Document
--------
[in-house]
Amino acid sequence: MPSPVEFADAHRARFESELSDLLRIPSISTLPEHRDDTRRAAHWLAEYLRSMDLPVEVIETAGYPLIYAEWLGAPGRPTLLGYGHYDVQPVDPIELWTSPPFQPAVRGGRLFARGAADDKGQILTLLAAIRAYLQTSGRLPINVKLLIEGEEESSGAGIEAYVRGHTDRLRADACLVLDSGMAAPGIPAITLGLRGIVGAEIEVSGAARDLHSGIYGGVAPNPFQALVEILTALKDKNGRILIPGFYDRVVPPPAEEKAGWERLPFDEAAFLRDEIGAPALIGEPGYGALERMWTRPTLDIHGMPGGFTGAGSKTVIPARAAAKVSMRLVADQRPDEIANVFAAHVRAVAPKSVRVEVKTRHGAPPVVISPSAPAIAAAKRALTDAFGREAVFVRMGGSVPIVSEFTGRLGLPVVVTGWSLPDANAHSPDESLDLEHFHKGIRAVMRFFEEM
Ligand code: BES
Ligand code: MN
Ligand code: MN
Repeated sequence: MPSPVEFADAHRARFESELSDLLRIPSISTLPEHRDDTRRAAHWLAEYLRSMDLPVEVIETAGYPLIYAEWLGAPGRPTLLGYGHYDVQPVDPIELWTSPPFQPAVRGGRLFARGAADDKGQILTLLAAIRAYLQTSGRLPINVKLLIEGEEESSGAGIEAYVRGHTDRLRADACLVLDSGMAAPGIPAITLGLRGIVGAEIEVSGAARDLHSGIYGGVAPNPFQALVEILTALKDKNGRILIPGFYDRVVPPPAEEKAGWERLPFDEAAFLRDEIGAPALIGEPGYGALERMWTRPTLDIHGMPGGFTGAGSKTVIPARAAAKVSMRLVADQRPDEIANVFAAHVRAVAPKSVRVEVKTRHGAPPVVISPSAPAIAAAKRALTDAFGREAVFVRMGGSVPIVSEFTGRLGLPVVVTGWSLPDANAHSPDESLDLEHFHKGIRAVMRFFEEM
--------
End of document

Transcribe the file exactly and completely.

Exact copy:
[in-house]
Amino acid sequence: MPSPVEFADAHRARFESELSDLLRIPSISTLPEHRDDTRRAAHWLAEYLRSMDLPVEVIETAGYPLIYAEWLGAPGRPTLLGYGHYDVQPVDPIELWTSPPFQPAVRGGRLFARGAADDKGQILTLLAAIRAYLQTSGRLPINVKLLIEGEEESSGAGIEAYVRGHTDRLRADACLVLDSGMAAPGIPAITLGLRGIVGAEIEVSGAARDLHSGIYGGVAPNPFQALVEILTALKDKNGRILIPGFYDRVVPPPAEEKAGWERLPFDEAAFLRDEIGAPALIGEPGYGALERMWTRPTLDIHGMPGGFTGAGSKTVIPARAAAKVSMRLVADQRPDEIANVFAAHVRAVAPKSVRVEVKTRHGAPPVVISPSAPAIAAAKRALTDAFGREAVFVRMGGSVPIVSEFTGRLGLPVVVTGWSLPDANAHSPDESLDLEHFHKGIRAVMRFFEEM
Ligand code: BES
Ligand code: MN
Ligand code: MN
Repeated sequence: MPSPVEFADAHRARFESELSDLLRIPSISTLPEHRDDTRRAAHWLAEYLRSMDLPVEVIETAGYPLIYAEWLGAPGRPTLLGYGHYDVQPVDPIELWTSPPFQPAVRGGRLFARGAADDKGQILTLLAAIRAYLQTSGRLPINVKLLIEGEEESSGAGIEAYVRGHTDRLRADACLVLDSGMAAPGIPAITLGLRGIVGAEIEVSGAARDLHSGIYGGVAPNPFQALVEILTALKDKNGRILIPGFYDRVVPPPAEEKAGWERLPFDEAAFLRDEIGAPALIGEPGYGALERMWTRPTLDIHGMPGGFTGAGSKTVIPARAAAKVSMRLVADQRPDEIANVFAAHVRAVAPKSVRVEVKTRHGAPPVVISPSAPAIAAAKRALTDAFGREAVFVRMGGSVPIVSEFTGRLGLPVVVTGWSLPDANAHSPDESLDLEHFHKGIRAVMRFFEEM